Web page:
The climate crisis slows down the Earth's rotation

A new study from the University of California San Diego published on Nature confirmed the harmful effects of climate change

by Lorenzo Ciotti
The climate crisis slows down the Earth's rotation
© Mario Tama / Staff Getty Images

The climate crisis has altered the Earth's rotation, causing us to lose 1 second, as revealed by the study by Duncan Agnew, geophysicist at the University of California San Diego and published this week in Nature.

And it's shocking to see how this is the fastest slowdown ever. In three years we could lose a second to the duration of a day, introducing the so-called negative leap second.

The mass of fresh water resulting from the melting of polar glaciers has moved and is moving towards the equator, causing a slowdown in the rotation speed of our planet.

Professor Duncan Agnew, professor at the Institute of Geophysics and Planetary Physics – Scripps Institution of Oceanography of the University of California San Diego explained that the subtraction of the leap second should have occurred in 2026 in relation to the mechanisms of the Earth's core, but due to the melting of the glaciers and the consequent slowdown it will have to be done in 2029.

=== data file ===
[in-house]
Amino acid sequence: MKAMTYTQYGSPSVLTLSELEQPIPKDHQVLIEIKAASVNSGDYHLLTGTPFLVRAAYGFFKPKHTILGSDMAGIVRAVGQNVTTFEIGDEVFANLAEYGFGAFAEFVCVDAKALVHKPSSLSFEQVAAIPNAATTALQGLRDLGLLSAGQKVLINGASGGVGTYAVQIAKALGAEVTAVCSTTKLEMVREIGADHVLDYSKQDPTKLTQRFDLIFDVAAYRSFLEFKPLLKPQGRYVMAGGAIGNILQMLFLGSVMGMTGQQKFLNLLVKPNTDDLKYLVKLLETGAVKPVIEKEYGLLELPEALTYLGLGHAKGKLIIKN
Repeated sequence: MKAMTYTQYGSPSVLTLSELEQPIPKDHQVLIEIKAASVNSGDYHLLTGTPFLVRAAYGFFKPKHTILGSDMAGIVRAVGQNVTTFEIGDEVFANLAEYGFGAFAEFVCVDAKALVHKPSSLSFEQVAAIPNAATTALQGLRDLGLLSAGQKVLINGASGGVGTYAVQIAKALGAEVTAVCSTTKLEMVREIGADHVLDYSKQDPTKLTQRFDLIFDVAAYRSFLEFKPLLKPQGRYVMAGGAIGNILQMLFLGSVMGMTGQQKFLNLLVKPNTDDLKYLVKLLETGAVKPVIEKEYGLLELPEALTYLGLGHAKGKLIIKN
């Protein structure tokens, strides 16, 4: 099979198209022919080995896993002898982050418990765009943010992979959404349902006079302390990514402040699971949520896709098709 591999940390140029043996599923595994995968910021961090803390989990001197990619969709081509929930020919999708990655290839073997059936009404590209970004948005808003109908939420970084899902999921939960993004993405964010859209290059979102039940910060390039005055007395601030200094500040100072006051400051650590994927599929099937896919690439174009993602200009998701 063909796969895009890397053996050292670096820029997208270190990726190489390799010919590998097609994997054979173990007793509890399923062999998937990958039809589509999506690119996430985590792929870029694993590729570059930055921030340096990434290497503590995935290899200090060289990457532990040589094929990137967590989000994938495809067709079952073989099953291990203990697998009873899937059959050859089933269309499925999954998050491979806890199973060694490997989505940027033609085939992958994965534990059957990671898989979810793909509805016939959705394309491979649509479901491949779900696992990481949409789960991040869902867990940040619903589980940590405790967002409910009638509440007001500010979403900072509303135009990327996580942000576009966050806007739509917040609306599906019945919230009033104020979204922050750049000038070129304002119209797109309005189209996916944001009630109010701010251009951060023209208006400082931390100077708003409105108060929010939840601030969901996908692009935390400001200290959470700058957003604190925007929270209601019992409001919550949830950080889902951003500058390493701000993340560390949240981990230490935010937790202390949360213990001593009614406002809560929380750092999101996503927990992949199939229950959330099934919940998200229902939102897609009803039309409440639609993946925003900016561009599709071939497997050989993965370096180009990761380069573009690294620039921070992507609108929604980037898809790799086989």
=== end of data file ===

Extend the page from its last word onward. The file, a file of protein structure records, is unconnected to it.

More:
“The melting of the polar ice was large enough to greatly affect the rotation of the entire Earth in an unprecedented way. To me, the fact that humans have caused a change in the rotation of the Earth is astonishing. If the melting of the polar ice If polar polar cycles had not accelerated, this problem would have occurred 3 years earlier: global warming is already affecting global timekeeping," he told CNN.

Cliamte crisis
Cliamte crisis© Uriel Sinai / Stringer Getty Images

The climate crisis slows down the Earth's rotation

"The Earth's rotation is still full of surprises and not understood phenomena so we can observe the difference compared to atomic time, but we cannot predict it in the long term. In recent years the Earth has been accelerating less than expected, says Agnew , and we are wondering if a second will be removed for the first time. It is not easy to do large-scale tests," said Patrizia Tavella, director of the International Bureau of Weights and Measures.

She then added: "The details relating to the new tolerance, the exact date of implementation and the procedure will be decided at the next CGPM in 2026. Metrology experts are working to prepare a proposal that can respond to user needs and the correct use of international metrological standards.

The International Telecommunication Union, responsible for the radio transmission of time and frequency signals, also approved this decision. In the 1970s, for celestial navigation, a close agreement between the UTC and the rotation was necessary Earth.

Today we can extend this tolerance and it will be almost impossible to perceive a difference of a few minutes between UTC and the position of the Earth. In Europe Central European Time is used from Poland to Spain and the Sun is not exactly overhead of all of us at noon. In China, Beijing time is used throughout the country, while China spans 5 time zones."